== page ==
With all the talk in the industry about wind, solar, and fuel cell storage to help businesses manage their energy costs, another resource businesses have turned to is “Demand Response”.
Demand Response is a voluntary program that compensates customers for reducing their electric consumption, in an event where the reliability of the electric grid is threatened, or when wholesale prices are high.
During these critical times referred to as “Events”, businesses agree to reduce their electric usage in exchange for financial compensation “incentive payments”. By reducing energy consumption during hours of peak demand, you relieve stress on the grid, the environment, and your bottom line. Two ways consumers can reduce electricity is:
• Self-Generation – backup generators
• Usage Reduction – turning off equipment, large HP motors, slowing down or stopping production at an industrial operation, dimming or shutting off lights, raising A/C set points, etc.
In other words the customer earns revenue for reducing their electric consumption during peak demand periods.
Currently within the PJM footprint, there are Limited, Extended Summer and Annual program options. The most common is “Limited”. Under this program potential events are limited to the summer months of June thru Sept. The maximum number of events that can be called is 10, with a maximum of 6 hours of duration for an event.
Under “Extended Summer” the months are expanded to May thru October and I don’t think “Annual” needs to be explained. Under this program the number of potential events are unlimited and the maximum duration of an event becomes 10 hours.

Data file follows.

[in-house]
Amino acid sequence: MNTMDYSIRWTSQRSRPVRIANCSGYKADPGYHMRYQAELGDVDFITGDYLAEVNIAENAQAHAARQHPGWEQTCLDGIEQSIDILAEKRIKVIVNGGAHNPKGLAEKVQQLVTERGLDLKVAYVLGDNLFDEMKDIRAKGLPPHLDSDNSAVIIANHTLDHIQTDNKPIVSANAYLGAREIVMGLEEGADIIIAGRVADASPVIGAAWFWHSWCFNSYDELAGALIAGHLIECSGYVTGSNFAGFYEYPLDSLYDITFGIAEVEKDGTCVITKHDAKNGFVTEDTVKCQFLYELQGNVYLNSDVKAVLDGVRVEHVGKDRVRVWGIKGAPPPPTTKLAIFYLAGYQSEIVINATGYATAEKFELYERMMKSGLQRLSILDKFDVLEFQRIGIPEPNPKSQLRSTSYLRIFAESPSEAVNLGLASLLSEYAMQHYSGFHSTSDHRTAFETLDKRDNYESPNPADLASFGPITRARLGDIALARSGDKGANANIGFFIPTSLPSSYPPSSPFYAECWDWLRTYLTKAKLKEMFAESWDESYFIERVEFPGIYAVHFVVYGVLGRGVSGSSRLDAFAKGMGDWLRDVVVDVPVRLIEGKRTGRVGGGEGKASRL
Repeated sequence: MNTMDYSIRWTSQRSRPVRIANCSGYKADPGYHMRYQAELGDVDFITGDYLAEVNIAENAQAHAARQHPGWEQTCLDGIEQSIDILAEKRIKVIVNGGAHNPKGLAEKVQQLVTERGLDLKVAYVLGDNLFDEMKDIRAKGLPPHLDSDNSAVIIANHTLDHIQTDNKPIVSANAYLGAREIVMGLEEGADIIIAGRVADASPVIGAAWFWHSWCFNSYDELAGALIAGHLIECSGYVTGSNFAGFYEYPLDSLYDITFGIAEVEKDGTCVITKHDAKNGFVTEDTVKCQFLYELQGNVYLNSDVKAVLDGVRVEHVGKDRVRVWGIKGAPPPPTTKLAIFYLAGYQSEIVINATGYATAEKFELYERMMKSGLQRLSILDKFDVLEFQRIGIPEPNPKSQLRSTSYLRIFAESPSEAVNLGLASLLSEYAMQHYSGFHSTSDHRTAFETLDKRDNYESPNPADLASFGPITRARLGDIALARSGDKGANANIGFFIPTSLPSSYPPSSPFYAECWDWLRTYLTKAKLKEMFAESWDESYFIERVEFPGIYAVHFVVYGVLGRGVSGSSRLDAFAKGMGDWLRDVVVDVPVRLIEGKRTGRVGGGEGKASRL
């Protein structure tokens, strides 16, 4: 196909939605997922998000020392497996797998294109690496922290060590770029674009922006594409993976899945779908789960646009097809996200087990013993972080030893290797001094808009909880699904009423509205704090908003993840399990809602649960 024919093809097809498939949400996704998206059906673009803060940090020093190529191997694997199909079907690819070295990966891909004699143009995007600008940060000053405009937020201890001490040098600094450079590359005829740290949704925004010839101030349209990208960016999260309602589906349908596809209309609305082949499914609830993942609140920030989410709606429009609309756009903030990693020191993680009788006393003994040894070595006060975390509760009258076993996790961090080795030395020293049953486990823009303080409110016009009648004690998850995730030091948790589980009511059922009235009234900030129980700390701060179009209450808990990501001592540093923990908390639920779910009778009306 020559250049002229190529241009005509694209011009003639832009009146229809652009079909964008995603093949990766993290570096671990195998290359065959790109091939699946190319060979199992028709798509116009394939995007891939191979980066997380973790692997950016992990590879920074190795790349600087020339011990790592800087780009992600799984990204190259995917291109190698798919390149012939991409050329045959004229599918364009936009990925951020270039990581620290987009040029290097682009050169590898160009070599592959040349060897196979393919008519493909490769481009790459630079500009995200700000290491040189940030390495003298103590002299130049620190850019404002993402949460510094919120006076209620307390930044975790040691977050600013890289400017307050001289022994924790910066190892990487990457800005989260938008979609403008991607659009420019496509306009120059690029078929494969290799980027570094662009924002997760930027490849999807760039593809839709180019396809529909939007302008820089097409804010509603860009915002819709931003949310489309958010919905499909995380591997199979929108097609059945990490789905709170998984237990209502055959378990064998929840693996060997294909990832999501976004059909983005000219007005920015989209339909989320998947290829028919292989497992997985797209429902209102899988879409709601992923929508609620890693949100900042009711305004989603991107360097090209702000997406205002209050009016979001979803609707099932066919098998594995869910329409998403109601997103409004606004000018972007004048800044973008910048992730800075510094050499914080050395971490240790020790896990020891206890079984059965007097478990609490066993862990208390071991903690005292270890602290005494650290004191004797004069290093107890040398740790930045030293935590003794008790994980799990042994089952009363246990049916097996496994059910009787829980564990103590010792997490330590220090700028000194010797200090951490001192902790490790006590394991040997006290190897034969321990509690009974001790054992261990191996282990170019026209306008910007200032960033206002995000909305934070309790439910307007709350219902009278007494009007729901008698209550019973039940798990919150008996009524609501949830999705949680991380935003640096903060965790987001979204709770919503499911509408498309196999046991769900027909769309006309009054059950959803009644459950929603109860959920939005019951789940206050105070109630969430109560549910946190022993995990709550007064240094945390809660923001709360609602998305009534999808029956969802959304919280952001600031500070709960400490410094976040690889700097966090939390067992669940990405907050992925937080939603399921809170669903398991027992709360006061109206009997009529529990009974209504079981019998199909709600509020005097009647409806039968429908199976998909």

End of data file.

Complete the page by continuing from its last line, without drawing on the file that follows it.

Effective June 2018 the above mentioned programs will be eliminated and replaced by Base Capacity and Capacity Performance Products. The table below summarizes the various program and their requirements:
Looking back, there have been very few actual curtailment events here in Ohio. Since deregulation started in Ohio in 2009, there have been 5 events totaling 16 hours within the First Energy markets. They occurred all in 2013 as a result of equipment constraints; issues that have since been resolved. For the rest of Ohio there have only been 2 events, 1 in 2012 and 1 in 2013, each 4 hours in duration.
To enroll into a demand response program you will need to select a PJM Curtailment Service Provider. They will monitor your performance to maximize your annual DR payments for the projected load drop, keeping you informed and notifying you of potential events.
If no actual events are called, PJM requires each participant perform a one hour test to confirm their ability to shed their committed load. This test must be completed by September 30 and will be coordinated by your PJM Curtailment Service Provider.
There is no penalty for non-performance. If a customer fails to shed the committed load during their test or during any called events, the only result is a reduced payment or no payment. The total amount of the reduction assessed in any program year is capped at the total contracted DR payment for that year.
If you have back-up generation or have the ability to modify your operation you need to consider a demand response program. We have worked with a number of companies that initially said nope we can’t shed, but after thinking outside the box are now benefiting from demand response.
If you don’t enroll into a DR program you will never receive an incentive payment. Remember you are always in control of your operation and the load you shed. If you don’t perform to your committed load, there is no out of pocket penalty.
Demand Response values for the June 2016/17 year are around $20,000-25,000 (per megawatt reduction). If you feel you could possibly shed some load, now is a great time to review your business. If you already have an interval meter, the cutoff for enrollment for this coming year is May 15th.